"Man of Steel" may have set a June record with the estimated $113.1 million it earned from Friday to Sunday ($125.1 million since Thursday), but its success was far from a sure thing. After all, it featured a little-known star (Henry Cavill) and a narrative that seemed to divide both fans and critics, in a reboot of a franchise not seen on screen for seven years. Even its own distributor, Warner Bros., predicted an opening in the modest $75 to $80 million range, while only a few pundits predicted an opening above $100 million.
How, then, did Cavill and his Superman reboot manage to leap over all that negative buzz in a single bound? Love it or hate it, here's what "Man of Steel" did right:
It's the Character That's the Star. Going with an unknown lead really isn't that big an obstacle. Christopher Reeve was an unknown before he starred in the benchmark "Superman" movie series of the '70s and '80s. So was every actor who's ever played Superman on TV (Tom Welling, Dean Cain, George Reeves). And so was Brandon Routh, who, whatever you thought of 2006's "Superman Returns," managed to sell nearly $400 million worth of tickets worldwide once he donned the red cape.
It's the Behind-the-Camera Team That's the Star. Warners did a good job making sure everyone knew that the creative team behind "Man of Steel" was producer Christopher Nolan and screenwriter David S. Goyer, the gurus who gave us Warners' bleak blockbuster Batman trilogy. The prospect of the "Dark Knight" team giving a similarly grim makeover to the Big Blue Boy Scout set fanboy hearts aflutter. As for director Zack Snyder, his track record is mixed (he had a comic-book smash with "300," a flop with "Sucker Punch," a revisionist superhero tale with "Watchmen," and, uh, there was that cartoon about owls), but his undeniable visual flair, along with Nolan's vote of confidence, earned him the benefit of the doubt.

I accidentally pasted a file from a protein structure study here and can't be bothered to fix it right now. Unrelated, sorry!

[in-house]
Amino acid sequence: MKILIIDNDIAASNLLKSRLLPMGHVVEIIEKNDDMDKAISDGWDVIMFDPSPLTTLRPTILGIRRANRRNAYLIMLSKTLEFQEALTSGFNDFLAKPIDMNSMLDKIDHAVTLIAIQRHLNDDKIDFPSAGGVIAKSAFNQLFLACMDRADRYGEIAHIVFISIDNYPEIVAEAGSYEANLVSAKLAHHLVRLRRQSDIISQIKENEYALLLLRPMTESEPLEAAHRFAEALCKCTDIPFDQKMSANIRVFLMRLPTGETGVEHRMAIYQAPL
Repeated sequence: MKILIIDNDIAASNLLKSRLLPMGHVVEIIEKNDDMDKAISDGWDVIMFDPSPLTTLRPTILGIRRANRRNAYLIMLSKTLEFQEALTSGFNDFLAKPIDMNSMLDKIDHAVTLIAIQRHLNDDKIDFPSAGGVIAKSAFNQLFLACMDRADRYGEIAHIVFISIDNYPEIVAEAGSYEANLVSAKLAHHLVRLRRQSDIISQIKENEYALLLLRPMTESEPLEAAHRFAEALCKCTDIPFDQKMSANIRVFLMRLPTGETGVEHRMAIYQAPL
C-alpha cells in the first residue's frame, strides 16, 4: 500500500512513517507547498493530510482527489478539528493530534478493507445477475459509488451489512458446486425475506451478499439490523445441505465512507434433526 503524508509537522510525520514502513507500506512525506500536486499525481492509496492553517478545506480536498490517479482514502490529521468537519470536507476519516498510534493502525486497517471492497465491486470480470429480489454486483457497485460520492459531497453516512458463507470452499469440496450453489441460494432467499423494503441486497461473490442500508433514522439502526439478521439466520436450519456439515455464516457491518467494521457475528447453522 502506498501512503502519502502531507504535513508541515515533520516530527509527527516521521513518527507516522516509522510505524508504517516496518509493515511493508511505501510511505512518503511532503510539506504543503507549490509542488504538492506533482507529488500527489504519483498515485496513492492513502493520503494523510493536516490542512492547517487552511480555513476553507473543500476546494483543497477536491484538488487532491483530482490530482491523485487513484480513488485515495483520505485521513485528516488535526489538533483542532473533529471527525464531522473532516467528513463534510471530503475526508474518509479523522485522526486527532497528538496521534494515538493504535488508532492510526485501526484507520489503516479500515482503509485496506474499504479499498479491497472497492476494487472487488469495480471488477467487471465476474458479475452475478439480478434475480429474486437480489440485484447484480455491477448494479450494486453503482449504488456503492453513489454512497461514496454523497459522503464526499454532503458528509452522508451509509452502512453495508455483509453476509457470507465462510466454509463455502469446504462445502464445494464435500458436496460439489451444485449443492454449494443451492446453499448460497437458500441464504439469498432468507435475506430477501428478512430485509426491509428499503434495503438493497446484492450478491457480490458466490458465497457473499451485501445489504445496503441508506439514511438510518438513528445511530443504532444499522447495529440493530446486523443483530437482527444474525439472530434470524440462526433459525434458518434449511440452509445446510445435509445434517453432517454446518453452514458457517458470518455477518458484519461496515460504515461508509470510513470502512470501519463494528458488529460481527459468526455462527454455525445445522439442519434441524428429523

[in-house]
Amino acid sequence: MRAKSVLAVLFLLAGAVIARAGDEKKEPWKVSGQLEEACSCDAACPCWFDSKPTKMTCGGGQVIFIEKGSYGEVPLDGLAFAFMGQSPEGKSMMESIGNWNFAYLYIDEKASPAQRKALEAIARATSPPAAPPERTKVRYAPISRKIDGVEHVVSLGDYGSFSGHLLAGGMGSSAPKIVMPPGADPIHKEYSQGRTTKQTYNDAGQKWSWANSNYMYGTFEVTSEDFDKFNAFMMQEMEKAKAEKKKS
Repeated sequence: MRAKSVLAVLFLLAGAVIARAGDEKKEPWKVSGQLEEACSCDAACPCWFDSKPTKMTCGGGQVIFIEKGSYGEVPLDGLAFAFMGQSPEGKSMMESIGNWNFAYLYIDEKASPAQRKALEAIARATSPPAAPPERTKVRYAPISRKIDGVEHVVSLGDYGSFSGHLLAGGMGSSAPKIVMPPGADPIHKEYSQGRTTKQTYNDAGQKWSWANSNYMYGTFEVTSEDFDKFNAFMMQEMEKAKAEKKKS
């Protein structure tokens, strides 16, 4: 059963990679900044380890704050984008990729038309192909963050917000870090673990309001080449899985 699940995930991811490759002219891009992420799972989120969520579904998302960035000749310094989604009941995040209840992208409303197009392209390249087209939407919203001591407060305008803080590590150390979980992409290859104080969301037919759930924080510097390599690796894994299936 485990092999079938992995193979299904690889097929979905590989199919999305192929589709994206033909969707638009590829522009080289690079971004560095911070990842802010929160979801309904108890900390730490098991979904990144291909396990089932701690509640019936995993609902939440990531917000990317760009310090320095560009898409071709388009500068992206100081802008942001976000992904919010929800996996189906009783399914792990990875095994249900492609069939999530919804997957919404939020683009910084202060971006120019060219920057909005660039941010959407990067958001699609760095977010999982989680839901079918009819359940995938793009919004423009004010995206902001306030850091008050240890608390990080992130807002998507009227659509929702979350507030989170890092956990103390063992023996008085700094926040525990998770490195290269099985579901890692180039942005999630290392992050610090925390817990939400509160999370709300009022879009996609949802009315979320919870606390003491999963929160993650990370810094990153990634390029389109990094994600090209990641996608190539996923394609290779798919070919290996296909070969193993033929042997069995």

It's the Trailers. Those ads we've been watching and re-watching online all spring were actually poignant and moving, hitting the movie's major emotional beats without entirely spoiling the plot. Plus, there were Snyder's gorgeous visuals to gawk at.
It's the Surcharges. "Man of Steel" is a film that demands to be seen on an eye-filling giant screen. The movie's opening weekend saw it earn 11 percent of its sales from IMAX theaters and 41 percent from 3D screenings.
It's the Word-of-Mouth. Reviews have been mixed -- sure, there's more action than in the introspective "Superman Returns," but some critics feel that the brooding hero is kind of a bummer. But the fans are happy and are avidly recommending the film, as its A- grade at CinemaScore attests.
It's the Timing. Apocalyptic comedy "This Is the End" actually proved to be shrewd counterprogramming, earning an estimated $20.5 million from Friday to Sunday and $32.8 million since its Wednesday debut. It may have even swiped a small fragment of the young male audience away from "Man of Steel." But otherwise, the superhero saga had the playing field to itself. It's the first summer action popcorn spectacle to open in two weeks, and it's fortuitous that the previous one, the bomb "After Earth," was too weak by now to prove any kind of a threat.
It's the Modest Expectations. Warner Bros.' prediction of a $75 to $80 million premiere now looks like deliberate lowballing, a way to make everyone feel pleasantly surprised when the movie's actual sales far outperformed that gloomy prognostication. Still, a lot of pundits bought into those numbers and, as a result, seemed astonished on Friday when it became clear that the movie was going to open north of $100 million.
It's the Saturation Marketing. More than anything else, the movie's ubiquity in advance of its release may have done the trick. In addition to the usual wall-to-wall ads and those viral trailers, there were upwards of 100 promotional partners among retailers, who kicked in $160 million worth of free promotional support. Even non-Superfans who might not have considered going to see the movie couldn't help but be bombarded by "Man of Steel" hype every time they went shopping. Clark Kent may not be the world's most intrepid reporter, but once he takes off the glasses, he's one Super Salesman.